It is rare that bold, uncompromising statements can be interpreted in their entirety as truthful. Depictions from resolute narratives are often easier to understand; both for the writer and the reader. As a consequence, simplicity and convenience replace accuracy and sincerity. Still, certain challenges of our time, based purely on the common moral values at stake, can only be described in such broad terms. Unequivocally, America’s justice system is frankly a reoccurring catastrophe. And qualified immunity is the instrument that keeps the cycle alive.

An exploration of the doctrine, as well the criminal justice system that it operates within, reveals concepts and ideas so foreign to our supposed national ideals, that many Americans would find themselves estranged and confused. Ironically, its premise is actually quite straightforward, as it is clearly uncomplicated by the notions of civil consideration or for that matter, constitutionalism. Plainly, it’s a reflection of the minds who created it.

‘Qualified immunity’ is a legal protection afforded to government officials, particularly those in law enforcement, that exists on the basis that violations of a citizen’s rights cannot be prosecuted in civil cases unless the court has a clear precedent established on the matter. Even if it can be proven that the official’s motivations were intentionally hostile, as long as no case exists on the books that clearly tackles how to punish that violation, the violator is granted immunity.

This precept derives from Harlow v. Fitzgerald (1982), a Supreme Court case taken up after years of aggressive civil rights expansion under Chief Justice Earl Warren. But this was a new court under the more measured and moderate Warren Burger. Appointed by President Richard Nixon, whose political policies were based on reestablishing a perceived lack of law and order, Burger had shown through previous cases that he was not as liberal as his predecessor when it came to the protection of civil rights. In the case’s opinion, the court wrote that qualified immunity could only be overcome if the official, “violate[d] clearly established statutory or constitutional rights of which a reasonable person would have known.”

However, since the decision, courts have generally taken up that defining sentence as open to interpretation. The common legal practice in these cases today is that a citizen is required to point to an already existing judicial decision with almost identical circumstances. The most obvious problem with this idea is that first-time violators, no matter how gruesome or outrageous their crime might be, are almost always let off on a warning, because there is no previous case that the judge can look back to.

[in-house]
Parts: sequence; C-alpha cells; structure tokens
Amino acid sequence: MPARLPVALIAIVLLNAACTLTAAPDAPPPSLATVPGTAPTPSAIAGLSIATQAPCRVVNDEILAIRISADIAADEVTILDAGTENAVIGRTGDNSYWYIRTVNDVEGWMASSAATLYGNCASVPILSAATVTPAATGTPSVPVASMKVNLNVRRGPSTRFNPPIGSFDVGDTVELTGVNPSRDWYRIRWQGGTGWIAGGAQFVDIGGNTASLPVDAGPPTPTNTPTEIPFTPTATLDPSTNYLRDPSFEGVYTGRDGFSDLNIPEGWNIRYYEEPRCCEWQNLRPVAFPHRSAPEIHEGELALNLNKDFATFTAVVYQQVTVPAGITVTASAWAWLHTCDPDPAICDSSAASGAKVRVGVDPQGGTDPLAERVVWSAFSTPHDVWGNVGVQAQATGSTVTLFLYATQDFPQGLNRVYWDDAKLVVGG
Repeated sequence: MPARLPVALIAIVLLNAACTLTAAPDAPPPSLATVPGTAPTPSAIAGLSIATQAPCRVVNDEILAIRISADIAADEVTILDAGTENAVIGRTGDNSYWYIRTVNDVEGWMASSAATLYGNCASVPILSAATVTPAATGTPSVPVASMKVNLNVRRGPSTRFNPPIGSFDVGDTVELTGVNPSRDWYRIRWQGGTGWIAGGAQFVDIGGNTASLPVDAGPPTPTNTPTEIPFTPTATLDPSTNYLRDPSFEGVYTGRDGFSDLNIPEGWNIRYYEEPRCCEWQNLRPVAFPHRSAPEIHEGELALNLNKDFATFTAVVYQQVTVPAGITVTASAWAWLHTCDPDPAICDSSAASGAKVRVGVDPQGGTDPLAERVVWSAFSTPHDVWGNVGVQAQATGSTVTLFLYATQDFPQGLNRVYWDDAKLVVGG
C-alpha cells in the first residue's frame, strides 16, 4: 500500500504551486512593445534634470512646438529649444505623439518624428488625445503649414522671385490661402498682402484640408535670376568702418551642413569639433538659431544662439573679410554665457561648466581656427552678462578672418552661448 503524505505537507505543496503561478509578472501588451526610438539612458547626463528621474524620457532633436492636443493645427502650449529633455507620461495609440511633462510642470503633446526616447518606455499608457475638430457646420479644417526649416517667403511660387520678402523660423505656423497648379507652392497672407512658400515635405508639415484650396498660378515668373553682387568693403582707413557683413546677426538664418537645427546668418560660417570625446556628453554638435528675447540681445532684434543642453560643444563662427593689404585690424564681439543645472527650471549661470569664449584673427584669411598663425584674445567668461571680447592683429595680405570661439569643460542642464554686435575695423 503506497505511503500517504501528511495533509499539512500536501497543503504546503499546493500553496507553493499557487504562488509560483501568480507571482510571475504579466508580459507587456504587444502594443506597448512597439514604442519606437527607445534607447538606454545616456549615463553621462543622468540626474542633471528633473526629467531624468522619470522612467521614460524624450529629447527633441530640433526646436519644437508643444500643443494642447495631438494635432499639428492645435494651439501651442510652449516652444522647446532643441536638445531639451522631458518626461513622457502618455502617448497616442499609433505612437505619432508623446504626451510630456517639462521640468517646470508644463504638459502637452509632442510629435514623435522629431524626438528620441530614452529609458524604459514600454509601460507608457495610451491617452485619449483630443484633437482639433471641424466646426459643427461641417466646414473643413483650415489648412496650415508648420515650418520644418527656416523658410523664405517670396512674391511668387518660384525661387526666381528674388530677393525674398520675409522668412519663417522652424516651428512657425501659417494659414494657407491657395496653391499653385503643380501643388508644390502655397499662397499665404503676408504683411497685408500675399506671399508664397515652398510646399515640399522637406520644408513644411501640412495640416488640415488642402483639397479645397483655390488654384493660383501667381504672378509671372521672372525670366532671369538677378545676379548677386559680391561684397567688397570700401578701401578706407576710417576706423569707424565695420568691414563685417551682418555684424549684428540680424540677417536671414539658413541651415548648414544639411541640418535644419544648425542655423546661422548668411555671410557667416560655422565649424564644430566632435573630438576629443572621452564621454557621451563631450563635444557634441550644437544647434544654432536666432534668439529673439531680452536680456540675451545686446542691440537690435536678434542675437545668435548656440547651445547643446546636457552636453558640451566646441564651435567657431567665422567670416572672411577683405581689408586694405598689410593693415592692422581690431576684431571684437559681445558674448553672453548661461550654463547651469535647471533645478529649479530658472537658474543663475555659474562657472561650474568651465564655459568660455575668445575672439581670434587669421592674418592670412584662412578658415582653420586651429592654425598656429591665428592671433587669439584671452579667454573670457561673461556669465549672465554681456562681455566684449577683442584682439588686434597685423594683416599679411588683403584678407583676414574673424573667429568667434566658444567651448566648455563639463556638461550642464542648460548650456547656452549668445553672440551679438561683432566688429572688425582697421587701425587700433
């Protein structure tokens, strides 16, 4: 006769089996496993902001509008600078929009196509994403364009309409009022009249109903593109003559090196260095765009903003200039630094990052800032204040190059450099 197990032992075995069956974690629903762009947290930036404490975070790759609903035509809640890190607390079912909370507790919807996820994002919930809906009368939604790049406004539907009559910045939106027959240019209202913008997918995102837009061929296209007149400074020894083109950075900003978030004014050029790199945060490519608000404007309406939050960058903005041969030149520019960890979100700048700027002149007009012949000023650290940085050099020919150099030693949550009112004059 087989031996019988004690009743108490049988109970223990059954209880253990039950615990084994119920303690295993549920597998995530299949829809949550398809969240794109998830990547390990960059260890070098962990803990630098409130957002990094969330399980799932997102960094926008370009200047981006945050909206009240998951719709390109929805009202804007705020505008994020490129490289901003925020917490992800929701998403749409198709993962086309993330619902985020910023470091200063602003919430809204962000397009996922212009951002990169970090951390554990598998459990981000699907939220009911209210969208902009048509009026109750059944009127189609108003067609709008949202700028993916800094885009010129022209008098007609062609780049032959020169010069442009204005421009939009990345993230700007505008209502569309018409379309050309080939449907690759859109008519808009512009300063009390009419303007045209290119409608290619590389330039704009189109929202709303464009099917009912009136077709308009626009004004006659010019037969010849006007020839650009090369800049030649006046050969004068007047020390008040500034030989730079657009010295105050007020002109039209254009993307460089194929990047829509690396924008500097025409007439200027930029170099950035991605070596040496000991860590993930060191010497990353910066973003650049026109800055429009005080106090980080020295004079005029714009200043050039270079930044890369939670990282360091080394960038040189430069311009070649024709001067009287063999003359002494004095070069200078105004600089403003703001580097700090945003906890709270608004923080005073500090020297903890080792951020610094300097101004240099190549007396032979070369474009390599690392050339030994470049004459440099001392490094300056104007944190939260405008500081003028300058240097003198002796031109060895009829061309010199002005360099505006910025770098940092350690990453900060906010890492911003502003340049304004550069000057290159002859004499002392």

In Pearson v. Callahan (2009), Chief Justice John Roberts and his court extended this legal logic even further. Previously, priority had been centered on if the government official had violated a constitutional right. If the judge concluded that no such breach had occurred, the case would then be based on precedent. However, in Pearson, the court’s opinion concluded that no such examination was necessary in all cases, and immunity could be granted based solely on precedent. If precedent could be established, then constitutional considerations could be brought. In an opinion by Judge Don Willett of the U.S. Court of Appeals for the Fifth Circuit in 2018, Willett explained in essence the process of legal qualified immunity boiled down to: “No precedent = no clearly established law = no liability.”

Essentially, legal precedent deferment (the idea that if the court has already decided a similar case, the current one will be decided on the same premise) has replaced U.S. constitutional law in the justice system as the main standard by which civil suits against the government are judged.

Needless to say, a system whose authors openly admit ignores the constitution as the first standard by which a case is judged can only be classified as a legal travesty. But Interestingly, this fairly new doctrine of precedent, which has basically replaced the bill of rights, ironically, broke precedent itself. For almost a century before the Burger and Roberts courts solidified qualified Immunity, US courts had traditionally held the government to the standard of both local and constitutional law.